... species. Iamblicus, indeed, who was a Pythagorean philosopher not in the highest repute with the learned world, although one of those visionary priests in some estimation with theologians, (at least if we may venture to judge by the unlimited draughts they have made on the bank of his doctrines) who was unquestionably a favourite with the emperor Julian, says, "that anteriorly to all use of reason, the notion of the gods is inspired ...
— The System of Nature, Vol. 2 • Baron D'Holbach

... that stark environment I myself, in common with many others, saw the descendant of the Fredericks every day, for several weeks of several years, at a distance that called for no intellectual field-glasses. And now I venture to say, for whatever it may be worth, that the result was an entirely ...
— The Drama Of Three Hundred & Sixty-Five Days - Scenes In The Great War - 1915 • Hall Caine

... his heels and the shine of his buttons frighten me. His salute is such that even the most deserving General must pause and ask himself if it is humanly possible to merit such respect as it indicates. No man, even upon the most legitimate instance, may venture, in the presence of the dangerous McGregor, the slightest criticism of the British Army or of anything remotely appertaining thereto. He will not even permit a sly dig, in a ...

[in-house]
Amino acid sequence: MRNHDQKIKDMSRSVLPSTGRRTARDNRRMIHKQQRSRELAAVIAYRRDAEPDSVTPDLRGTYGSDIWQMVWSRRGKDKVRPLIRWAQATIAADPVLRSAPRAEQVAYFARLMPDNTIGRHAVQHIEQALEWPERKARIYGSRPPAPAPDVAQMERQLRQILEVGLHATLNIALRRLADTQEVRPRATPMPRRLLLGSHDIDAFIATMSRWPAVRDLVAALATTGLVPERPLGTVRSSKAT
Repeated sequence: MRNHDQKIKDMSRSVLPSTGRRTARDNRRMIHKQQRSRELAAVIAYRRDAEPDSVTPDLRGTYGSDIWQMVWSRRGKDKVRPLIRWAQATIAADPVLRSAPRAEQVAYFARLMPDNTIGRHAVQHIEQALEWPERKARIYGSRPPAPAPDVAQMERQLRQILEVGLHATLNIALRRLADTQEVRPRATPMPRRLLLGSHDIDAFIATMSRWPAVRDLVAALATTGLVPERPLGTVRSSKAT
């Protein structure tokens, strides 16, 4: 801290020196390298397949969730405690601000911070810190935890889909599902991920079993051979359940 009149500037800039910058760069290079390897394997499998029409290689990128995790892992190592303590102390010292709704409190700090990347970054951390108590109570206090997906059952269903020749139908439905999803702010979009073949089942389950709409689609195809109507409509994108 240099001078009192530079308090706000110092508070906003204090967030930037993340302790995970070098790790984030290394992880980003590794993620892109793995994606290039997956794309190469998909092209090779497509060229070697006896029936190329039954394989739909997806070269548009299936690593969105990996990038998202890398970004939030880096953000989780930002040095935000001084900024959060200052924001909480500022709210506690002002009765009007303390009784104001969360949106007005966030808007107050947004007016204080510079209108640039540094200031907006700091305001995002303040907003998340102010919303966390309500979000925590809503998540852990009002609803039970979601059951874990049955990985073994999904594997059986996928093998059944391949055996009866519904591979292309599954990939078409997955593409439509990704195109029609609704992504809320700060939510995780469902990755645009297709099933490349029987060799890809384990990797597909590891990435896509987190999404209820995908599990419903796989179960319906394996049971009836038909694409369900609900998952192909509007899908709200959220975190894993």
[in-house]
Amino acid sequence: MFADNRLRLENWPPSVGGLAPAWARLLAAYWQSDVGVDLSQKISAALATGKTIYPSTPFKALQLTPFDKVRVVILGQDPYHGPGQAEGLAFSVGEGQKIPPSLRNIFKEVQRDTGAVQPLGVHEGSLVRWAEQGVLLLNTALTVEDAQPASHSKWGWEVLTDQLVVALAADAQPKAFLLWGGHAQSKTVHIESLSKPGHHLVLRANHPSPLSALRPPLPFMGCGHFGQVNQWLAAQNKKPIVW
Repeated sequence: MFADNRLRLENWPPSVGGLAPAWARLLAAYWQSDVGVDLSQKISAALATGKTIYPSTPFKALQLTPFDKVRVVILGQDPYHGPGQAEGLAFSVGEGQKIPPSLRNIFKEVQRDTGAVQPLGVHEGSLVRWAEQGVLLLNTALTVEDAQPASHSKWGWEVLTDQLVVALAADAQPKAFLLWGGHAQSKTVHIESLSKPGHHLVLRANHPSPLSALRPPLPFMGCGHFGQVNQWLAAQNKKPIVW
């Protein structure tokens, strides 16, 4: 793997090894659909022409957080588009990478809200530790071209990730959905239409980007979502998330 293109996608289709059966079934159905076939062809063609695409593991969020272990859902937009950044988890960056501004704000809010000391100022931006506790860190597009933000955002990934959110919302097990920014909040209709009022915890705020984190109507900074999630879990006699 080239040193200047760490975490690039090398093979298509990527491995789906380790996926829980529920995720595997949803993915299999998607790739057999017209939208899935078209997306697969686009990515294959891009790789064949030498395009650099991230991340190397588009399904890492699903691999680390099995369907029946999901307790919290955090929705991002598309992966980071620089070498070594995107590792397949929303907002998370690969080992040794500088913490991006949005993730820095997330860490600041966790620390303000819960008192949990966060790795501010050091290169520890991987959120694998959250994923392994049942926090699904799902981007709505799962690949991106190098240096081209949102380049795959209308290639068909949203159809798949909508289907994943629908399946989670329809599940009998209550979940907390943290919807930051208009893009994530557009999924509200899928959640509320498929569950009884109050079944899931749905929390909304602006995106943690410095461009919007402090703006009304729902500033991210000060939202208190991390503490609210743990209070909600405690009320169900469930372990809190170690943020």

— Punch, or the London Charivari, Vol. 152, March 28, 1917 • Various

... to relieve his evident doubt as to the spirit with which I had undertaken a perilous venture. I, on my part, simply insisted that the larger risk must be mine. He finally assented with a laugh, saying he was sorry to miss the fun of it. After some careful consideration of his plan and of our respective shares in carrying it out, he went ...
— A Diplomatic Adventure • S. Weir Mitchell

... there stopped to talk about the business of the Treasury of Tangier, which by the badness of our credit, and the resolution that the Governor shall not be paymaster, will force me to provide one there to be my paymaster, which I will never do, but rather lose my place, for I will not venture my fortune to a fellow to be employed so far off, and in that wicked place. Thence home, and with Fist presently to the finishing the writing fair of our report. And by and by to Sir W. Batten's, ...
— Diary of Samuel Pepys, Complete • Samuel Pepys

... Link would be found hovering about Madame at such a time, garbed in his simian costume, but with the mask-like make-up turned back, exposing Nickie's florid countenance and rakish grin. Possibly at such moments Nickie would presume to squeeze Madame's waist. He might even venture to steal a kiss. If so, Madame's protest might be forcible, but it ...